Ruby had called in all her favors for the obsidian. A very unfeminine request, some remarked. She hadn’t collected the sharp edged slab of obsidian. Her brother’s friend, obsessed with conquering mountains, left it at her door. It all boiled down to glass. A frozen pool of translucent black that cut her fingers deep. She took this as a sign that things would work. Her pound of flesh, for knowledge that had slid away from one generation, to the next.
But she didn’t stop for blood. Once the obsidian was lava, maybe burning up dinosaurs whole. Or was it older? Ruby never remembered geological stories. Trials and errors, cracks and splinters, blood the color of her name pulling on the surface. She finally understood the nature of the stone was liquid. Her hands moved as if manipulating water and shaped an obsidian blade.
The buck’s horn came next. This was hers, finding it on the hour-long trip from the doctor’s office to home. Her husband drove, she rode. They had just been told she was pregnant with another girl. The fourth one.
“It’s okay,” he had said, forcing a smile.
Another girl. Ruby tucked away her joy, trying to be sensitive to her husband’s dream. His want was so tangible she could see it. His son would be dark and Indian. They would create a drum and find its song. He would teach him how to hunt, fix old cars, and dance.
Their oldest girl had asked for a bow and arrow once. “Bad luck. Hunting is for men,” was her husband’s response.
Ruby did not argue, too old to play the rebel. She silently witnessed her daughter’s crushed look, then saw it change to defiance. She wouldn’t have to worry about that one. Someday the girl would find a bow and let her arrows fly.
Her husband had pulled the car over halfway between the doctor’s and the reservation so she could move around a bit. It was a long rural drive through mountains and woods. Ruby stretched her legs, wandered down a deeper path. The tree, an old oak, grew at the end of the trail. Entwined at the top of the trunk, before the first gnarled limbs split, a buck’s horn stuck out.
Ruby counted the prongs touching the tips of her fingers to each point. Five in all. She wanted it.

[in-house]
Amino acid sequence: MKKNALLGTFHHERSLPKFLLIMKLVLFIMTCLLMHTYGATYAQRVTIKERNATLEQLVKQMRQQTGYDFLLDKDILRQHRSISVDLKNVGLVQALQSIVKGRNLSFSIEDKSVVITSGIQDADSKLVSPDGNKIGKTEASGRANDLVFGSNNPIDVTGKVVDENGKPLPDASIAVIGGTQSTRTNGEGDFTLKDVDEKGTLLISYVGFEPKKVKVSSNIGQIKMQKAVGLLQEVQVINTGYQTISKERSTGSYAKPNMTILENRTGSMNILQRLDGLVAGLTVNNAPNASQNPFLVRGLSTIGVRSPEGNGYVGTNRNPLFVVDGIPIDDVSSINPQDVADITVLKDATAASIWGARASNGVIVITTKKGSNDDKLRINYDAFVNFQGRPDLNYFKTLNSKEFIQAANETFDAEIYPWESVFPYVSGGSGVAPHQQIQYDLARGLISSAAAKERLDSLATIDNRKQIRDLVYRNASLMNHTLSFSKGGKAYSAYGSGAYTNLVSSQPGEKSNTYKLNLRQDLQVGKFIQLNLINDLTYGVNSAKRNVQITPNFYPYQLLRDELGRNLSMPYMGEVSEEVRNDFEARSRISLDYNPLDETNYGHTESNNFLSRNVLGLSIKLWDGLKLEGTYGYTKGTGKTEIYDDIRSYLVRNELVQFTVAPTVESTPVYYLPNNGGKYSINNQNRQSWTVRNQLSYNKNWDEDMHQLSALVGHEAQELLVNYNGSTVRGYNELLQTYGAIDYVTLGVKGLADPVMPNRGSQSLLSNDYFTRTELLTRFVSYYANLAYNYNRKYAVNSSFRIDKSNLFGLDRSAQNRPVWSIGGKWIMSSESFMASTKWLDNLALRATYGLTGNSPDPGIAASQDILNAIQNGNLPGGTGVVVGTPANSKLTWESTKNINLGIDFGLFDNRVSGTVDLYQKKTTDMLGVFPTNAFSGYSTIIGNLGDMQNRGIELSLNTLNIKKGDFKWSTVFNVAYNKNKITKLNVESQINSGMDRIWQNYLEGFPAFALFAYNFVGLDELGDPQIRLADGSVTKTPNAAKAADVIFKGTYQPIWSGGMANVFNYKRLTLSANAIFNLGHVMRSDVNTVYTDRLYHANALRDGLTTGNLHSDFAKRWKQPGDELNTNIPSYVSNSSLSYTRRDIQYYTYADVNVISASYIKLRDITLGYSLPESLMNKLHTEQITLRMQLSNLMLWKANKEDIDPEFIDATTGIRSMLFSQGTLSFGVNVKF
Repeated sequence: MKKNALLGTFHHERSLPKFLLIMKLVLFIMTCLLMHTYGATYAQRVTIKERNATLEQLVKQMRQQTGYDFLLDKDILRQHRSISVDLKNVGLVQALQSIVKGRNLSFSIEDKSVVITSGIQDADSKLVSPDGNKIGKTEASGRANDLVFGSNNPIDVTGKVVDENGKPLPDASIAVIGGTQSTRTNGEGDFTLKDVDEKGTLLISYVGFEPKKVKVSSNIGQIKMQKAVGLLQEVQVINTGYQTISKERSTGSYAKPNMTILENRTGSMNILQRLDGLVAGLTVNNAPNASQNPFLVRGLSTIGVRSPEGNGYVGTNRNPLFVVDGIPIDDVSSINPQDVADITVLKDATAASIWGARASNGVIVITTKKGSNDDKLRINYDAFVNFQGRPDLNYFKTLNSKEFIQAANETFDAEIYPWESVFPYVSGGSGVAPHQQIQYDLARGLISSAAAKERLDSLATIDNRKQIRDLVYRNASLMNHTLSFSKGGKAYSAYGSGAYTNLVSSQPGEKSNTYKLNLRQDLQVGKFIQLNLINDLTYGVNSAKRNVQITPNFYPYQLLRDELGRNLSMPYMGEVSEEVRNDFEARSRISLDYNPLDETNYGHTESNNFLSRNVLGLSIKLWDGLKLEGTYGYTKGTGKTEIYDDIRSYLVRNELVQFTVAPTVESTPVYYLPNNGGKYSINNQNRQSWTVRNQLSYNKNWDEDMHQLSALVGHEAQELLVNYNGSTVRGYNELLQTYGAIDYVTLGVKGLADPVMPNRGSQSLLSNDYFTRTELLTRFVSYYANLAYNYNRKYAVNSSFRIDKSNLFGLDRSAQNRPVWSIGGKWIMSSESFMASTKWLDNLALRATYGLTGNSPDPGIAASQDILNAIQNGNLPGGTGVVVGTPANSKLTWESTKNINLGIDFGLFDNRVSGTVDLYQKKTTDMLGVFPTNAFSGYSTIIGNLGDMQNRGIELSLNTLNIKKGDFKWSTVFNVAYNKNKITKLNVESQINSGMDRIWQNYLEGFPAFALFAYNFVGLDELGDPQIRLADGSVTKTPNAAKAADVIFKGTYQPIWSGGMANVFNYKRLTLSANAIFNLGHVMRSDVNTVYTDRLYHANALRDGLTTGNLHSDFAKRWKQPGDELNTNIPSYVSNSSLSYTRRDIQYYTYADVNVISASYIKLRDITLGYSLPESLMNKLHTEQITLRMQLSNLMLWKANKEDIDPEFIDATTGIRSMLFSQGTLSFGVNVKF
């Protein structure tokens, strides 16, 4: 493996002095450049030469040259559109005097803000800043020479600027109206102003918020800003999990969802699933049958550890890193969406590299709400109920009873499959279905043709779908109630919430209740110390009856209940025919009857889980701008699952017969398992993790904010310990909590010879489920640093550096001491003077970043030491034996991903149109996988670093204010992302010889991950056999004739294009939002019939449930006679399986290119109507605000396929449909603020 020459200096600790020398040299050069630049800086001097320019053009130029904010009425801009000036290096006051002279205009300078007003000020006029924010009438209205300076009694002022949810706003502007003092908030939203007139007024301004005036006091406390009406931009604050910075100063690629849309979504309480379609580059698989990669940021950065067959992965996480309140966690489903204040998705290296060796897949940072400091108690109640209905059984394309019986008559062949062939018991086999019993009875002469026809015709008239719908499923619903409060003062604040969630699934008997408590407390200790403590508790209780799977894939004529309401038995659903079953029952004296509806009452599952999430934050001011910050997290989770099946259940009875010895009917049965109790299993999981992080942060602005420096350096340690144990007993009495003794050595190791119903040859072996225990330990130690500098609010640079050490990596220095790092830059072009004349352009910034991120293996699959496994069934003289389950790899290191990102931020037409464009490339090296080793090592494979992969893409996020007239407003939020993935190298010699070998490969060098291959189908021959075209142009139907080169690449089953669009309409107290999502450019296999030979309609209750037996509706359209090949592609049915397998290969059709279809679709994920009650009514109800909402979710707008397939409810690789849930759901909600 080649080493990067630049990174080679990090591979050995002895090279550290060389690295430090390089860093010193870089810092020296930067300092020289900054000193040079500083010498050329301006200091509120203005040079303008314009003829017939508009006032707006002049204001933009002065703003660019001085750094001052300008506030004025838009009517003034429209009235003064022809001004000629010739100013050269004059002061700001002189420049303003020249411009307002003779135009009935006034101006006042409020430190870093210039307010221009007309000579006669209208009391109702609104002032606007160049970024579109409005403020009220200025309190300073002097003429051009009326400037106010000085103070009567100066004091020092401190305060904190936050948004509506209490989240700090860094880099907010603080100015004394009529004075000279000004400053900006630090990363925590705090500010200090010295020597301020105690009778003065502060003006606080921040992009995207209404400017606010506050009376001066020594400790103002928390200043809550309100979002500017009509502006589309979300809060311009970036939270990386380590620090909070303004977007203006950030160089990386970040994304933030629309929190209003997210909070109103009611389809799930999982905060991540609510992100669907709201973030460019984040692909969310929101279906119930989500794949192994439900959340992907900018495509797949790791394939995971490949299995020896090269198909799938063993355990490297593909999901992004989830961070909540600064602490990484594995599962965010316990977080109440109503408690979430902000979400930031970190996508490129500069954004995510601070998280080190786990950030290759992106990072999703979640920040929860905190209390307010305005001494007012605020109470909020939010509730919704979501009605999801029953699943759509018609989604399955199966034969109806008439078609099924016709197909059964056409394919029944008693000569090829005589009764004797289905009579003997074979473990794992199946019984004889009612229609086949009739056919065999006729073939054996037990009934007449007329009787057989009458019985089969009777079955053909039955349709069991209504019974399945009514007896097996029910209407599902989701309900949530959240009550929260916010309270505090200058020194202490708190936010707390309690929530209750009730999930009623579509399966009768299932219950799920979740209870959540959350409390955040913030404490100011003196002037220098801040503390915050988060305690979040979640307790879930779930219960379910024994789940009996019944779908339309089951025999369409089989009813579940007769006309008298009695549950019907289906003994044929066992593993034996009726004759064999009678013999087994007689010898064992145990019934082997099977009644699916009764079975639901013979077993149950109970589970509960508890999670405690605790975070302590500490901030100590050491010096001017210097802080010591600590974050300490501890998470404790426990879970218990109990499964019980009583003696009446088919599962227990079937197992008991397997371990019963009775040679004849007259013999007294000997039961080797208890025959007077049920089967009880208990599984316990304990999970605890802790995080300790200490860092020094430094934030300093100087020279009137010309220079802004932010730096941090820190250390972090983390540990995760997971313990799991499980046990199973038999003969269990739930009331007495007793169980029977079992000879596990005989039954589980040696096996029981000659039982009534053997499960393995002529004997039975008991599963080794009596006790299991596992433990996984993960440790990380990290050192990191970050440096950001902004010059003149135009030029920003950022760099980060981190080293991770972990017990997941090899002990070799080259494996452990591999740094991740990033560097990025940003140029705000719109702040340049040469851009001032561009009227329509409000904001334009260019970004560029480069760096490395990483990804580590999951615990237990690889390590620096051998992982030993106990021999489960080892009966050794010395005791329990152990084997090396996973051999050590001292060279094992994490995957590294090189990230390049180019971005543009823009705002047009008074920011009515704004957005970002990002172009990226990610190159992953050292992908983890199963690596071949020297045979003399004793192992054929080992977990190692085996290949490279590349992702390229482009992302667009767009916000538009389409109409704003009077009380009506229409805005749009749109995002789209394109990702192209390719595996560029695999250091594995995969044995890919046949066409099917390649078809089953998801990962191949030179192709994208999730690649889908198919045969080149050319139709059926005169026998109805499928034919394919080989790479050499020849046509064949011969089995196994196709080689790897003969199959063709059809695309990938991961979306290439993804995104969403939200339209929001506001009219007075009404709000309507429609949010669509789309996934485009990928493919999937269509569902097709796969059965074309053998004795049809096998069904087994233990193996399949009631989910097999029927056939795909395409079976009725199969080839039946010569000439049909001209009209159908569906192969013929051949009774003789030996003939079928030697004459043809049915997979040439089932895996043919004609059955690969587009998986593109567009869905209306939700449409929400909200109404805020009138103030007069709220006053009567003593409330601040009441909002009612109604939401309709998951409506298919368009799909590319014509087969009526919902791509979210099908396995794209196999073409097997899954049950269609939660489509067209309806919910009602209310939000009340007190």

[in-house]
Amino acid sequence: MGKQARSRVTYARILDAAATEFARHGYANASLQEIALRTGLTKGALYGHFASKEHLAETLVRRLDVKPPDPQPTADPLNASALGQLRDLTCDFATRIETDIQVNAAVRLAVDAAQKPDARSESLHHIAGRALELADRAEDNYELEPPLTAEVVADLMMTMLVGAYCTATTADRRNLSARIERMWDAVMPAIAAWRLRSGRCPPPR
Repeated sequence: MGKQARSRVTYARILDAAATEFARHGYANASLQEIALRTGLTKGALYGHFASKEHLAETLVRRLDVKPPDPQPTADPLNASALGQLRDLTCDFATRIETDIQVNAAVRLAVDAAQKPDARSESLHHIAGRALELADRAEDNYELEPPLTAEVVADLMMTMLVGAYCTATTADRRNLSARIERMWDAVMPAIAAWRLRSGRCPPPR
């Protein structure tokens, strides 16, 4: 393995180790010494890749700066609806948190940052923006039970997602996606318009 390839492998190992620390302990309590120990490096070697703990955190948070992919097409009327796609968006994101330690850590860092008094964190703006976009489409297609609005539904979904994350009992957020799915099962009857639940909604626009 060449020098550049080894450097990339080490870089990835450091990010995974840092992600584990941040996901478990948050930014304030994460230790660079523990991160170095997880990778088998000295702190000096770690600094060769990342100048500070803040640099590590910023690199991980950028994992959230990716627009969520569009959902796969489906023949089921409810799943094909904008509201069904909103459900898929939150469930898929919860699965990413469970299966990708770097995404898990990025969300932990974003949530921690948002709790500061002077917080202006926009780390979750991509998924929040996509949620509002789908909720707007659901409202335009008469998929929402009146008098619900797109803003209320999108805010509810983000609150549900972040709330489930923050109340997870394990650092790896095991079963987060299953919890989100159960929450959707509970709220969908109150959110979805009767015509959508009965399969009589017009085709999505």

Tugging, it wouldn’t budge. She grabbed again, pulling, holding her breath, praying for its release. Her palms grew sweaty, eventually raw and blistered. Her grip slipped and Ruby fell. The ground was hard beneath her. Her belly tightened, a reminder of the double X life inside. She rose shakily, maybe angrily, and grabbed the stag by the horns, so to speak. She twisted hard and fell back again. This time the antler came with her.
At home, she placed her prize on her dresser. Another girl. She rubbed her belly. They hadn’t told anyone. Her mother-in-law phoned without greeting. “What is it?”
“We aren’t finding out.” The lie came easy. The phone buzzed with silence.
“I’m sure I will have a grandson.”
Ruby rubbed the horn. “Or a granddaughter.”
“I have those.” Now Ruby heard the anger in her mother-in-law’s voice.
“Yes, you do.” Ruby’s words came out like a slap.
“Is my son home?” Ruby handed the phone over and wandered off to find her girls.
She hadn’t explained the buckhorn to her husband. Now she showed it to her daughters. The three of them surrounded her, four if she counted the one inside, and five if she counted herself. Don’t count me out.
“I found it in a tree.” Ruby passed it around. “My mother told me once women carried knives. Their blades were obsidian; their handles the antlers of deer.”
The girls did not ask for a knife. The story sounded too much like a myth, not something to have in this world.
She cut and notched the horn. Really, it came down to bone. She sanded it until her nose bled from the dust and her fingers cracked from the pressure. Another girl.
The surface whispered with luster. She finished it with geometric shapes representing salmon and acorns. She searched the shores of the river for sturgeon, cast aside from men’s nets, and made their guts into glue. She tore the hide of a white deer, hunted by unknown ancestors, into string—binding the blade to the handle.
Finally finished. Strong and sharp. It was a Woman’s knife.
“How long has it been since you washed your hands?” he asks. “Tell the truth.”
“About an hour ago.” I can’t really remember if that is true or not. I’ve been lost in the mall for who knows how long. Touching random objects set up in intricate displays. My hands could have picked up any number of unseen things.